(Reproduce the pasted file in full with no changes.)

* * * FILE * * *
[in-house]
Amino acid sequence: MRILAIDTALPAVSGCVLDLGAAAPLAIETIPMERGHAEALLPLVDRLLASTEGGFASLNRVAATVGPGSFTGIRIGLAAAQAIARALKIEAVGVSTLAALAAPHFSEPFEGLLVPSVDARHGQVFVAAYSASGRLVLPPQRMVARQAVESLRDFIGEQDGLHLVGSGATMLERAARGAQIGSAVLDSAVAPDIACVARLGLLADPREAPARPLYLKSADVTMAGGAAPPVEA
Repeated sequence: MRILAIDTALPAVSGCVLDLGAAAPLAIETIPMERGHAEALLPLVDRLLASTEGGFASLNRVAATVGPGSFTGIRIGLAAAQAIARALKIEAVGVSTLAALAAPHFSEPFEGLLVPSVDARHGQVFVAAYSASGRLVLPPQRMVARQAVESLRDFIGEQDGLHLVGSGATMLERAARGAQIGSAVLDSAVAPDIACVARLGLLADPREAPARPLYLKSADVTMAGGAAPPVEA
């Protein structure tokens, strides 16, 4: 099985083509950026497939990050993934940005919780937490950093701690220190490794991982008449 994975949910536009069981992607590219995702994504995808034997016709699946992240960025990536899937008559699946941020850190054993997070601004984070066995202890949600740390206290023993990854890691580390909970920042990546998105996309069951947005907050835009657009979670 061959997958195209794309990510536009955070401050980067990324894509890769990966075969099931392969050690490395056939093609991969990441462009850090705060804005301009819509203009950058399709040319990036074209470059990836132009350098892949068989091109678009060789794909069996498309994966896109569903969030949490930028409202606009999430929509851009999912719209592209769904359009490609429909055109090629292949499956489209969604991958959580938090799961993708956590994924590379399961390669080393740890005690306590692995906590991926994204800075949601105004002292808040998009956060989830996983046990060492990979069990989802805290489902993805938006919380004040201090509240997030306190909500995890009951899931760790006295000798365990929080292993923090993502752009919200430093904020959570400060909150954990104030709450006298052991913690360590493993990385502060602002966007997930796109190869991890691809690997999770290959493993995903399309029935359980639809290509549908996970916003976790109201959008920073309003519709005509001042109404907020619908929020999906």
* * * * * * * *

[in-house]
Amino acid sequence: MRILAIDTALPAVSGCVLDLGAAAPLAIETIPMERGHAEALLPLVDRLLASTEGGFASLNRVAATVGPGSFTGIRIGLAAAQAIARALKIEAVGVSTLAALAAPHFSEPFEGLLVPSVDARHGQVFVAAYSASGRLVLPPQRMVARQAVESLRDFIGEQDGLHLVGSGATMLERAARGAQIGSAVLDSAVAPDIACVARLGLLADPREAPARPLYLKSADVTMAGGAAPPVEA
Repeated sequence: MRILAIDTALPAVSGCVLDLGAAAPLAIETIPMERGHAEALLPLVDRLLASTEGGFASLNRVAATVGPGSFTGIRIGLAAAQAIARALKIEAVGVSTLAALAAPHFSEPFEGLLVPSVDARHGQVFVAAYSASGRLVLPPQRMVARQAVESLRDFIGEQDGLHLVGSGATMLERAARGAQIGSAVLDSAVAPDIACVARLGLLADPREAPARPLYLKSADVTMAGGAAPPVEA
């Protein structure tokens, strides 16, 4: 099985083509950026497939990050993934940005919780937490950093701690220190490794991982008449 994975949910536009069981992607590219995702994504995808034997016709699946992240960025990536899937008559699946941020850190054993997070601004984070066995202890949600740390206290023993990854890691580390909970920042990546998105996309069951947005907050835009657009979670 061959997958195209794309990510536009955070401050980067990324894509890769990966075969099931392969050690490395056939093609991969990441462009850090705060804005301009819509203009950058399709040319990036074209470059990836132009350098892949068989091109678009060789794909069996498309994966896109569903969030949490930028409202606009999430929509851009999912719209592209769904359009490609429909055109090629292949499956489209969604991958959580938090799961993708956590994924590379399961390669080393740890005690306590692995906590991926994204800075949601105004002292808040998009956060989830996983046990060492990979069990989802805290489902993805938006919380004040201090509240997030306190909500995890009951899931760790006295000798365990929080292993923090993502752009919200430093904020959570400060909150954990104030709450006298052991913690360590493993990385502060602002966007997930796109190869991890691809690997999770290959493993995903399309029935359980639809290509549908996970916003976790109201959008920073309003519709005509001042109404907020619908929020999906």